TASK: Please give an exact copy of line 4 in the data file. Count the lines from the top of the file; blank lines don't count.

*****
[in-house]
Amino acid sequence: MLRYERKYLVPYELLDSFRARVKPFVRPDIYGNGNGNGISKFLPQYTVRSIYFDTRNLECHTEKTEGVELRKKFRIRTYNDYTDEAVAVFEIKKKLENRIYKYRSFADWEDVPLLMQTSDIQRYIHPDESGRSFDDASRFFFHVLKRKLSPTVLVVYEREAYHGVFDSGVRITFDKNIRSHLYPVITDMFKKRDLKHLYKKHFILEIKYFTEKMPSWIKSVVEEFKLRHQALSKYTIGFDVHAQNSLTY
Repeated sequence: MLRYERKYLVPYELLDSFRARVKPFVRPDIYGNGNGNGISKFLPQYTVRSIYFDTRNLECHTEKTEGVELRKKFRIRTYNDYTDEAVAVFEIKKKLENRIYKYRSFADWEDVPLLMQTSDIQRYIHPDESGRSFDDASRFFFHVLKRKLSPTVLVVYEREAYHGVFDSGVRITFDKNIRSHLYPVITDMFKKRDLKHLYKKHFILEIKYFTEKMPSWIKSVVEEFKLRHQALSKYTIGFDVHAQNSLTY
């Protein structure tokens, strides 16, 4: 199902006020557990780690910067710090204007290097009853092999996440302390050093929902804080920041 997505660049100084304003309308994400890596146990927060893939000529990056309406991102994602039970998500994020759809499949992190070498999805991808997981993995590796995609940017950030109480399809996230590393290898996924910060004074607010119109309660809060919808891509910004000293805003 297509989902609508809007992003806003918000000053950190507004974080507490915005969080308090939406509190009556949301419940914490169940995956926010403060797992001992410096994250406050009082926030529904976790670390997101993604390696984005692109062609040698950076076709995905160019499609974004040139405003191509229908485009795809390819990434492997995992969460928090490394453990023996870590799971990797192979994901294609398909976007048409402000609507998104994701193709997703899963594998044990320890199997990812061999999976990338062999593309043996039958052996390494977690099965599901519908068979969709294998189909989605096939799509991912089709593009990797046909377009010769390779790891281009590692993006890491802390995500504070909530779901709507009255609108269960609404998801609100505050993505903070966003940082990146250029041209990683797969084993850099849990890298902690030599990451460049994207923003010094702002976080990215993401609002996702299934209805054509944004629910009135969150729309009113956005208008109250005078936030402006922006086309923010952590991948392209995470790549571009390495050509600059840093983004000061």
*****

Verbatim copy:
């Protein structure tokens, strides 16, 4: 199902006020557990780690910067710090204007290097009853092999996440302390050093929902804080920041 997505660049100084304003309308994400890596146990927060893939000529990056309406991102994602039970998500994020759809499949992190070498999805991808997981993995590796995609940017950030109480399809996230590393290898996924910060004074607010119109309660809060919808891509910004000293805003 297509989902609508809007992003806003918000000053950190507004974080507490915005969080308090939406509190009556949301419940914490169940995956926010403060797992001992410096994250406050009082926030529904976790670390997101993604390696984005692109062609040698950076076709995905160019499609974004040139405003191509229908485009795809390819990434492997995992969460928090490394453990023996870590799971990797192979994901294609398909976007048409402000609507998104994701193709997703899963594998044990320890199997990812061999999976990338062999593309043996039958052996390494977690099965599901519908068979969709294998189909989605096939799509991912089709593009990797046909377009010769390779790891281009590692993006890491802390995500504070909530779901709507009255609108269960609404998801609100505050993505903070966003940082990146250029041209990683797969084993850099849990890298902690030599990451460049994207923003010094702002976080990215993401609002996702299934209805054509944004629910009135969150729309009113956005208008109250005078936030402006922006086309923010952590991948392209995470790549571009390495050509600059840093983004000061």